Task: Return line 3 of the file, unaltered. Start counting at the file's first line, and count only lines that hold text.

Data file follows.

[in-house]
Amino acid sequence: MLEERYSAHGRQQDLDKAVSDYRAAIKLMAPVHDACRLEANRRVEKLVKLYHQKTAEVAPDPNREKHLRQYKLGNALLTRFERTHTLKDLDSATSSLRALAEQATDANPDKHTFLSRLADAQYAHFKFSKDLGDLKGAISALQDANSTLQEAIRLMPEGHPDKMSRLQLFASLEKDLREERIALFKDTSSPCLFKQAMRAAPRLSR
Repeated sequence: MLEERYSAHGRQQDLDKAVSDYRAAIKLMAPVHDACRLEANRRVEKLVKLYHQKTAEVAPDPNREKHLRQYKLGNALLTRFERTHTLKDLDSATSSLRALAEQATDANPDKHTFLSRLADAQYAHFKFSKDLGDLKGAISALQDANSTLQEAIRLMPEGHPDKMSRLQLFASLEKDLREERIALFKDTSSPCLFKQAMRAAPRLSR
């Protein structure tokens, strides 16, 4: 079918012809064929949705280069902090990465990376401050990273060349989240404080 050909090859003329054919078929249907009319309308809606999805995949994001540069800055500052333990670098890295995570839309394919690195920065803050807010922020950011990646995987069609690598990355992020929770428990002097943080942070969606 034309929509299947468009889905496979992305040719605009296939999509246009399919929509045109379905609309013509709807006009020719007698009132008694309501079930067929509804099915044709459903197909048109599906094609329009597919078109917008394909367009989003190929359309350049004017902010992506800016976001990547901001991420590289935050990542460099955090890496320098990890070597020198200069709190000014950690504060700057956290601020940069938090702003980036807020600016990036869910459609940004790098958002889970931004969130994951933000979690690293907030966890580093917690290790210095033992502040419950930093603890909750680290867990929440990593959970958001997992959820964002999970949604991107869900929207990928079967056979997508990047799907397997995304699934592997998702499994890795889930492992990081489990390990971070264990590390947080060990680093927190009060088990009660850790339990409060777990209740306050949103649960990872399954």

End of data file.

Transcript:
Repeated sequence: MLEERYSAHGRQQDLDKAVSDYRAAIKLMAPVHDACRLEANRRVEKLVKLYHQKTAEVAPDPNREKHLRQYKLGNALLTRFERTHTLKDLDSATSSLRALAEQATDANPDKHTFLSRLADAQYAHFKFSKDLGDLKGAISALQDANSTLQEAIRLMPEGHPDKMSRLQLFASLEKDLREERIALFKDTSSPCLFKQAMRAAPRLSR